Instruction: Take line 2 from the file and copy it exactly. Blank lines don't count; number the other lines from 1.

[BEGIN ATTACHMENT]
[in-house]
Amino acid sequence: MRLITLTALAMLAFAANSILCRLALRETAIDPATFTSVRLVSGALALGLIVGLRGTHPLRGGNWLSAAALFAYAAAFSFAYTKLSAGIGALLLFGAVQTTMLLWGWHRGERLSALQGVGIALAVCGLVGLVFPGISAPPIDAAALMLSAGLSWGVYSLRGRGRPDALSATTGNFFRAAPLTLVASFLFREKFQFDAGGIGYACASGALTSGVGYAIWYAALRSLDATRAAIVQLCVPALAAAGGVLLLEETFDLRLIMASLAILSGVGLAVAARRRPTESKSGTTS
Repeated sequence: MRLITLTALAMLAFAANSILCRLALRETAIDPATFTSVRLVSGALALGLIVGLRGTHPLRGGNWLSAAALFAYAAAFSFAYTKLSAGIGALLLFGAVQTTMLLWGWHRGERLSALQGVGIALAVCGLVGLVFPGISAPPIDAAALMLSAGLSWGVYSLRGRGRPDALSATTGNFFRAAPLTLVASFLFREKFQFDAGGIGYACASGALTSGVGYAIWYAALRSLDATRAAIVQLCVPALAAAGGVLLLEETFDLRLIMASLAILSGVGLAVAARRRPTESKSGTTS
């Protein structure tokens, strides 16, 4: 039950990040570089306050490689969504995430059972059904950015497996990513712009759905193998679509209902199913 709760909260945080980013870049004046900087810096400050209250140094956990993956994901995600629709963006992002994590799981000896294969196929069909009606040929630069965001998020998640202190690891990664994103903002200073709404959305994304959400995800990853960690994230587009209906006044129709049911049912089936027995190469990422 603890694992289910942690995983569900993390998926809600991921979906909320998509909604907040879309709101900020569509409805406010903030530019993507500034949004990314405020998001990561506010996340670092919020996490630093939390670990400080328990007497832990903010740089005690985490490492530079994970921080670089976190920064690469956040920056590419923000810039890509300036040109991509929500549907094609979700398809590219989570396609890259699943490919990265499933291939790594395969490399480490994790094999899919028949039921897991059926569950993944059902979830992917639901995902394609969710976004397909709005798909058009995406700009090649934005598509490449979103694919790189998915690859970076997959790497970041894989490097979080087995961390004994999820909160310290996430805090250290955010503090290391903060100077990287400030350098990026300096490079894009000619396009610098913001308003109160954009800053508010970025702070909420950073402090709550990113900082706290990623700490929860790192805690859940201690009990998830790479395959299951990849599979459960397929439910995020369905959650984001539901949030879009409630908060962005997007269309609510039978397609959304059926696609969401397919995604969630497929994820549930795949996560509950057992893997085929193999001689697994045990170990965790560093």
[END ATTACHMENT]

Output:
Amino acid sequence: MRLITLTALAMLAFAANSILCRLALRETAIDPATFTSVRLVSGALALGLIVGLRGTHPLRGGNWLSAAALFAYAAAFSFAYTKLSAGIGALLLFGAVQTTMLLWGWHRGERLSALQGVGIALAVCGLVGLVFPGISAPPIDAAALMLSAGLSWGVYSLRGRGRPDALSATTGNFFRAAPLTLVASFLFREKFQFDAGGIGYACASGALTSGVGYAIWYAALRSLDATRAAIVQLCVPALAAAGGVLLLEETFDLRLIMASLAILSGVGLAVAARRRPTESKSGTTS